• Even though the soft tissue and cancerous tissue a very similar, but their atomic number differs. The cancers exhibit a higher Z eff than the normal tissue. This fact helps in the dual-energy dividing radiography, which enables to improve the diagnosis of the kidney cancer. Hence, the computed values may be useful in the diagnosis of the kidney cancer
  • The subtraction of the logarithm of a number of counted photons in radiography is proportional to the Z eff . In other words, regions of brightness in radiography are proportional to the Z eff . The values of Z eff for cancerous kidney are higher than normal kidney for the energy range 0.001-0.1 MeV. Thus, cancer affected kidney sections in the image are brighter than that of normal kidney sections.
Finally, the cancers exhibit a higher Z eff than the normal tissue. This fact helps in the dual-energy dividing radiography which enables to improve the diagnosis of the kidney cancer. Hence, the computed values may be useful in the dual-energy dividing radiography.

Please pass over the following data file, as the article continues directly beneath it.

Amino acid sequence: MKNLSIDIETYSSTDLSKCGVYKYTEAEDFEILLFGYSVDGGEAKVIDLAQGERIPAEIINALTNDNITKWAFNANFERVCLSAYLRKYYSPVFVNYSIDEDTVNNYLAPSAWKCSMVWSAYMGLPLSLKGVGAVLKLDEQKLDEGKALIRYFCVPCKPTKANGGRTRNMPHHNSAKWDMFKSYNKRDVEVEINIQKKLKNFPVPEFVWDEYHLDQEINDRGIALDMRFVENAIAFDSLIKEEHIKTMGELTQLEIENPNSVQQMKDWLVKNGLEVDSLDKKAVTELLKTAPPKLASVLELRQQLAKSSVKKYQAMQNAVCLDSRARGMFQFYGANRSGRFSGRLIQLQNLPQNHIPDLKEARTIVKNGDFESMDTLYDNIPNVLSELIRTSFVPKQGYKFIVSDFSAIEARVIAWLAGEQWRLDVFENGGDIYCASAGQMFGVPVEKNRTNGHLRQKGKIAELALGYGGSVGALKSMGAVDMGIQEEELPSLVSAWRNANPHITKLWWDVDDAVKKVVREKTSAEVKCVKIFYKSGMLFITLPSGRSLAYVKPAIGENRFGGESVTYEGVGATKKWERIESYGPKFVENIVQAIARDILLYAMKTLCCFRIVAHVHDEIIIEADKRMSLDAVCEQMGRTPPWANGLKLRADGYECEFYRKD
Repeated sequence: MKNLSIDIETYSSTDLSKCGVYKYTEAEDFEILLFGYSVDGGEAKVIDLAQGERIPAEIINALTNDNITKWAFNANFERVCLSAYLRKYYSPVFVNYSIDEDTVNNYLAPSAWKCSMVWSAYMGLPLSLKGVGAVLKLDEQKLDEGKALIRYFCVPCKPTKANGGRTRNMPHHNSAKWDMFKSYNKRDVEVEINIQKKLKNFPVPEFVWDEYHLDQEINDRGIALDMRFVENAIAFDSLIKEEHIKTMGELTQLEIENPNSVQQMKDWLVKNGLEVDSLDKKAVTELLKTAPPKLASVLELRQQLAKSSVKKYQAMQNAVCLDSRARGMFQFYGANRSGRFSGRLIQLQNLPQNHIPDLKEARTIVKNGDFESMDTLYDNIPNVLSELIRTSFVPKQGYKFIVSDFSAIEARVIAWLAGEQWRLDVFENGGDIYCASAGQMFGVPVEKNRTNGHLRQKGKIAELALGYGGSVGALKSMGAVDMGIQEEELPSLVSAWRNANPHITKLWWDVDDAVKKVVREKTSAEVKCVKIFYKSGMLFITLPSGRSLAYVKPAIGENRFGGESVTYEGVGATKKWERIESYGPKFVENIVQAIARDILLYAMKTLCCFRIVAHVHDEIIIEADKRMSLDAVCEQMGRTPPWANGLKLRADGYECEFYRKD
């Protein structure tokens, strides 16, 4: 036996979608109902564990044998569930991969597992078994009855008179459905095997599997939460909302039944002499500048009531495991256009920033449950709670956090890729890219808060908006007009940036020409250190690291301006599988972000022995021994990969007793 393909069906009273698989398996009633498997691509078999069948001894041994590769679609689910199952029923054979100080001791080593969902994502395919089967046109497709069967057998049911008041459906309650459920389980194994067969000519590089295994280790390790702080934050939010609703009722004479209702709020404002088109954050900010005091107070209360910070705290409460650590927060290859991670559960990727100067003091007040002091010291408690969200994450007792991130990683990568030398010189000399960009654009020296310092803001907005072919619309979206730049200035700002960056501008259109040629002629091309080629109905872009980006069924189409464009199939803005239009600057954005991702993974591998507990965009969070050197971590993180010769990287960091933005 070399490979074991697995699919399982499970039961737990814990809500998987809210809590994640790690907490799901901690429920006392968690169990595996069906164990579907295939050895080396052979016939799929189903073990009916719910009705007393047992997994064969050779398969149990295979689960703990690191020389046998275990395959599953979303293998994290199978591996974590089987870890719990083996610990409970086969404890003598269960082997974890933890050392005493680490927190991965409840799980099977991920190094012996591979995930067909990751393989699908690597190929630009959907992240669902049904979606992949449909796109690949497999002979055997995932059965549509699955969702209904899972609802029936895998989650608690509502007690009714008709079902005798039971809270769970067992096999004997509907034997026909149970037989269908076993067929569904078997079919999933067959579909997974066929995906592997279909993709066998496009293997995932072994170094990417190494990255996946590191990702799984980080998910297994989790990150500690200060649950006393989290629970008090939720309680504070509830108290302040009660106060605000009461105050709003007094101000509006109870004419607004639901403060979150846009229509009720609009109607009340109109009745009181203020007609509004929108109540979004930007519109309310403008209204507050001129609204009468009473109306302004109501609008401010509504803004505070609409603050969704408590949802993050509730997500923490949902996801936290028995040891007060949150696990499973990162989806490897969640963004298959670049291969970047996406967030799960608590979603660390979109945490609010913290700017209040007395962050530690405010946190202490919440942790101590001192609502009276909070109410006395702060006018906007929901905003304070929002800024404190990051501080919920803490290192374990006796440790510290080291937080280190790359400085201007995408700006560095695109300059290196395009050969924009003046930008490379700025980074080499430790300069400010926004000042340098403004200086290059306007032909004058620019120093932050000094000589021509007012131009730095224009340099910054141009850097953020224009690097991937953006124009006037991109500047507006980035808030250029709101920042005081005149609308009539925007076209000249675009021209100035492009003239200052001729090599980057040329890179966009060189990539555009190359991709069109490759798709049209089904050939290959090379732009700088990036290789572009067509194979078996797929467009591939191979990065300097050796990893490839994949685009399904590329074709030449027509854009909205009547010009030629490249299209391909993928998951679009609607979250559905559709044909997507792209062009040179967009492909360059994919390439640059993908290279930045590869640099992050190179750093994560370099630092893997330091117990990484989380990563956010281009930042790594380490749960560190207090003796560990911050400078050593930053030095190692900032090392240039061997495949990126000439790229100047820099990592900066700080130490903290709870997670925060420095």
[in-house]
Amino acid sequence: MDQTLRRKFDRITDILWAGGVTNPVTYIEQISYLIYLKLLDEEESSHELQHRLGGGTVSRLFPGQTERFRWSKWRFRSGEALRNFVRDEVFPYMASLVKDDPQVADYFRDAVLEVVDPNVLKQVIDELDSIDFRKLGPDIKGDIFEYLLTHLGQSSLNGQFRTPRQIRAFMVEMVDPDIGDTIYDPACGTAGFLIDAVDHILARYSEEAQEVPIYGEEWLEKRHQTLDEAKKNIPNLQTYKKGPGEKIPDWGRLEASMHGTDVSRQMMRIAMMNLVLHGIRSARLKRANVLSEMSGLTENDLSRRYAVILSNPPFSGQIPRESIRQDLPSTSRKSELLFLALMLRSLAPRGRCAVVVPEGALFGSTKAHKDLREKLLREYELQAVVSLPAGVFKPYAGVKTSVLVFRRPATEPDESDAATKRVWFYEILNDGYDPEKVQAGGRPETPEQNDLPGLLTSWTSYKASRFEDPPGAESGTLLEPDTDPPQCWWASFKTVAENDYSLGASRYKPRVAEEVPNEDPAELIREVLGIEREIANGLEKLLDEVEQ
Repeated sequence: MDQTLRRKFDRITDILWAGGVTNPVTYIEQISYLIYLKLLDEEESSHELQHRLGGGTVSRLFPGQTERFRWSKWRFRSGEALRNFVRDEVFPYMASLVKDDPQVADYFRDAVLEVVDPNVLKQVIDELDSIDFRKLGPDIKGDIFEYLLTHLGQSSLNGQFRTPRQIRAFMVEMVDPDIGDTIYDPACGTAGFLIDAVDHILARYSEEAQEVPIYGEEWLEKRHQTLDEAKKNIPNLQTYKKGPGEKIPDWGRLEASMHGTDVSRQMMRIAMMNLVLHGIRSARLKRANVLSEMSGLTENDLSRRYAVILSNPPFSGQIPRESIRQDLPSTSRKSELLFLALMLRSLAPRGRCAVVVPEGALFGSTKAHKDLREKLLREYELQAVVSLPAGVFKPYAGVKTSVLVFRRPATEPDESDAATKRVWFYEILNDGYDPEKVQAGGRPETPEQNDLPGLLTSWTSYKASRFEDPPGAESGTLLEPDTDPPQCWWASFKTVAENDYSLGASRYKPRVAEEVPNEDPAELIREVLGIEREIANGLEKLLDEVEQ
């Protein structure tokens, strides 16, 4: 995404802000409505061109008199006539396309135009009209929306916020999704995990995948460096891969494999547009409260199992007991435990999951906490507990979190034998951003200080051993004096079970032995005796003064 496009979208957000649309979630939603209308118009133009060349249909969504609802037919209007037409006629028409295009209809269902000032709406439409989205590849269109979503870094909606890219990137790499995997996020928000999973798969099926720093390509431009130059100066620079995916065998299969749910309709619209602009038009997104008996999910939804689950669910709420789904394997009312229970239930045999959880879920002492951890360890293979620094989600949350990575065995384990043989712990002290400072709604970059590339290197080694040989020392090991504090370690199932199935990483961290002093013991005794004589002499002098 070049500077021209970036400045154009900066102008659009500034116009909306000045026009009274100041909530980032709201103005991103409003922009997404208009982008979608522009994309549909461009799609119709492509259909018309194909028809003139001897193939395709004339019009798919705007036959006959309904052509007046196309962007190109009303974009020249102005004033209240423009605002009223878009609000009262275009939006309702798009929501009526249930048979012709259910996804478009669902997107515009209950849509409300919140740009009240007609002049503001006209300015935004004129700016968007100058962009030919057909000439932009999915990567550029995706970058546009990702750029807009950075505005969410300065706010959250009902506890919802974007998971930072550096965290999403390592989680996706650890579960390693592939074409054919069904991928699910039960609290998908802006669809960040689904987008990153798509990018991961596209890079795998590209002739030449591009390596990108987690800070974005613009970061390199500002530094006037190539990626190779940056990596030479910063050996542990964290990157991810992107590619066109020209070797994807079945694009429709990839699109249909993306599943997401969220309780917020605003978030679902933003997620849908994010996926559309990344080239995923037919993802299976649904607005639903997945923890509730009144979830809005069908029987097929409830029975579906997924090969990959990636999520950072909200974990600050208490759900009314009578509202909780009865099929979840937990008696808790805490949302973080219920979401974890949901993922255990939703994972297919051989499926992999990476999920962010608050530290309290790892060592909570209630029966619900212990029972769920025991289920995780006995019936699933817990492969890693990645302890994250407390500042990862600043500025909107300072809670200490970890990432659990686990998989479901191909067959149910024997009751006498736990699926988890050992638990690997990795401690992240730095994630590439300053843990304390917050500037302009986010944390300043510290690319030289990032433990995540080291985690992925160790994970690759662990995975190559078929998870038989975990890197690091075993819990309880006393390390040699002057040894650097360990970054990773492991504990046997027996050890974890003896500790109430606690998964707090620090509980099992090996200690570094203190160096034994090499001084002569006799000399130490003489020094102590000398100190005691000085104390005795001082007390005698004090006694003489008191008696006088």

Financial support and sponsorship

Nil.

Conflicts of interest

There are no conflicts of interest.

 
  References Top

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Grinyov B, Ryzhikov V, Lecoq P, Naydenov S, Opolonin A, Lisetskaya E, et al. Dual-energy radiography of bone tissues using ZnSe-based scintielectronic detectors. Nucl Instrum Methods A 2007;580:50-3.  Back to cited text no. 1
    
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[PUBMED]  Medknow Journal  
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    Figures

  [Figure 1], [Figure 2], [Figure 3], [Figure 4], [Figure 5], [Figure 6]
 
 
    Tables

  [Table 1], [Table 2], [Table 3], [Table 4], [Table 5], [Table 6]